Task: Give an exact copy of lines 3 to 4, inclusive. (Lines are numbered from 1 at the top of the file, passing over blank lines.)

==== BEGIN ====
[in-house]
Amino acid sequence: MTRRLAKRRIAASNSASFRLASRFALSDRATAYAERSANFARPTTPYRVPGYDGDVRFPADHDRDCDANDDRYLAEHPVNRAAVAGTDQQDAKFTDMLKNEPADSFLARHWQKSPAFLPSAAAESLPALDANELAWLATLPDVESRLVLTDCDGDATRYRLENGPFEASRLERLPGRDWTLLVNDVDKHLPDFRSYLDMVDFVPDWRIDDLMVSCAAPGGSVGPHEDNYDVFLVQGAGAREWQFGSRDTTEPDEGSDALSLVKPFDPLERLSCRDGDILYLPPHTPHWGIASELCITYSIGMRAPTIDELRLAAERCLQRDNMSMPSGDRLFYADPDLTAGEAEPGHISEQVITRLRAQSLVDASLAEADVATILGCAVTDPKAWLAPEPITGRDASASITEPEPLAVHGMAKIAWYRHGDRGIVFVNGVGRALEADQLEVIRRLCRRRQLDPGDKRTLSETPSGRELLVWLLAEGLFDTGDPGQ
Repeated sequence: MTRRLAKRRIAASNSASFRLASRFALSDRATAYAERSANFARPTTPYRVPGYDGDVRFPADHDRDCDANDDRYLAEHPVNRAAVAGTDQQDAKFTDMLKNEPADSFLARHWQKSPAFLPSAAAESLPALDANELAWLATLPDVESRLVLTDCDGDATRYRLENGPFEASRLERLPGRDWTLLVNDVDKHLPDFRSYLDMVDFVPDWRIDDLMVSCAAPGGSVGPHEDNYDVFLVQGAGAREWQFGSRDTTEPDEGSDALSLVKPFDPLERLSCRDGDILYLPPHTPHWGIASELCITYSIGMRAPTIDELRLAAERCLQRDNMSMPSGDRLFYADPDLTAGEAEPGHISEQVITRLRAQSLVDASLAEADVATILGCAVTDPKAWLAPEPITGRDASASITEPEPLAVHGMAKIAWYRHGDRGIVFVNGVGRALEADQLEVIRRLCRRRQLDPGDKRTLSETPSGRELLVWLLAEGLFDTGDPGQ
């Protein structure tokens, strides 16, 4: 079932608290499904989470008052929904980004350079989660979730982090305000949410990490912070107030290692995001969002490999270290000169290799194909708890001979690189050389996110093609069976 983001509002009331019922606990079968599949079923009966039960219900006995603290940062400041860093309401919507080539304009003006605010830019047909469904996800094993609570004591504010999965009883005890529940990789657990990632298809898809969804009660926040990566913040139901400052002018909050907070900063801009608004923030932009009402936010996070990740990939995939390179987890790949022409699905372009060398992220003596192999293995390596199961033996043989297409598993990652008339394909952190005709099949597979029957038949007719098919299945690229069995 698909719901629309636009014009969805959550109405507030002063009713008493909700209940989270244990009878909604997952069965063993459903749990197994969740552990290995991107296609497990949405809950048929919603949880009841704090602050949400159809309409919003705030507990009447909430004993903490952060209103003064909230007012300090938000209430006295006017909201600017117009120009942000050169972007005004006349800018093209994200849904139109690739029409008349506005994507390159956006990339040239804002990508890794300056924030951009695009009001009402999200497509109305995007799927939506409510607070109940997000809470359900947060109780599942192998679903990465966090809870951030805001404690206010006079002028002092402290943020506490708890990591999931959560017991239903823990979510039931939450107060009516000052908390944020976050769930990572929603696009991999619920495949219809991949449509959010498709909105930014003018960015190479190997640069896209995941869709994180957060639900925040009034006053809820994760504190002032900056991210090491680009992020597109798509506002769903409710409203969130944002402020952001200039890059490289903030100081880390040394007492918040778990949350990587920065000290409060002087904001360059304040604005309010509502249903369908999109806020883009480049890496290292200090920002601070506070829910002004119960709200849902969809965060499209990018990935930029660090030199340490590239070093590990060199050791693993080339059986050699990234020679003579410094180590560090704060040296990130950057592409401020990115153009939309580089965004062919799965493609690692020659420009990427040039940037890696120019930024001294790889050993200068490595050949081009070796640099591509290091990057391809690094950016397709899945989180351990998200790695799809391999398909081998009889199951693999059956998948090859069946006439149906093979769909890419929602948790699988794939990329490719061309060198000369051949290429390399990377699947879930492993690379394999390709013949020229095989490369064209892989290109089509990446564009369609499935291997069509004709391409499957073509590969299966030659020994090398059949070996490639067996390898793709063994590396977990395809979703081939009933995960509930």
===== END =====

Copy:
Repeated sequence: MTRRLAKRRIAASNSASFRLASRFALSDRATAYAERSANFARPTTPYRVPGYDGDVRFPADHDRDCDANDDRYLAEHPVNRAAVAGTDQQDAKFTDMLKNEPADSFLARHWQKSPAFLPSAAAESLPALDANELAWLATLPDVESRLVLTDCDGDATRYRLENGPFEASRLERLPGRDWTLLVNDVDKHLPDFRSYLDMVDFVPDWRIDDLMVSCAAPGGSVGPHEDNYDVFLVQGAGAREWQFGSRDTTEPDEGSDALSLVKPFDPLERLSCRDGDILYLPPHTPHWGIASELCITYSIGMRAPTIDELRLAAERCLQRDNMSMPSGDRLFYADPDLTAGEAEPGHISEQVITRLRAQSLVDASLAEADVATILGCAVTDPKAWLAPEPITGRDASASITEPEPLAVHGMAKIAWYRHGDRGIVFVNGVGRALEADQLEVIRRLCRRRQLDPGDKRTLSETPSGRELLVWLLAEGLFDTGDPGQ
């Protein structure tokens, strides 16, 4: 079932608290499904989470008052929904980004350079989660979730982090305000949410990490912070107030290692995001969002490999270290000169290799194909708890001979690189050389996110093609069976 983001509002009331019922606990079968599949079923009966039960219900006995603290940062400041860093309401919507080539304009003006605010830019047909469904996800094993609570004591504010999965009883005890529940990789657990990632298809898809969804009660926040990566913040139901400052002018909050907070900063801009608004923030932009009402936010996070990740990939995939390179987890790949022409699905372009060398992220003596192999293995390596199961033996043989297409598993990652008339394909952190005709099949597979029957038949007719098919299945690229069995 698909719901629309636009014009969805959550109405507030002063009713008493909700209940989270244990009878909604997952069965063993459903749990197994969740552990290995991107296609497990949405809950048929919603949880009841704090602050949400159809309409919003705030507990009447909430004993903490952060209103003064909230007012300090938000209430006295006017909201600017117009120009942000050169972007005004006349800018093209994200849904139109690739029409008349506005994507390159956006990339040239804002990508890794300056924030951009695009009001009402999200497509109305995007799927939506409510607070109940997000809470359900947060109780599942192998679903990465966090809870951030805001404690206010006079002028002092402290943020506490708890990591999931959560017991239903823990979510039931939450107060009516000052908390944020976050769930990572929603696009991999619920495949219809991949449509959010498709909105930014003018960015190479190997640069896209995941869709994180957060639900925040009034006053809820994760504190002032900056991210090491680009992020597109798509506002769903409710409203969130944002402020952001200039890059490289903030100081880390040394007492918040778990949350990587920065000290409060002087904001360059304040604005309010509502249903369908999109806020883009480049890496290292200090920002601070506070829910002004119960709200849902969809965060499209990018990935930029660090030199340490590239070093590990060199050791693993080339059986050699990234020679003579410094180590560090704060040296990130950057592409401020990115153009939309580089965004062919799965493609690692020659420009990427040039940037890696120019930024001294790889050993200068490595050949081009070796640099591509290091990057391809690094950016397709899945989180351990998200790695799809391999398909081998009889199951693999059956998948090859069946006439149906093979769909890419929602948790699988794939990329490719061309060198000369051949290429390399990377699947879930492993690379394999390709013949020229095989490369064209892989290109089509990446564009369609499935291997069509004709391409499957073509590969299966030659020994090398059949070996490639067996390898793709063994590396977990395809979703081939009933995960509930």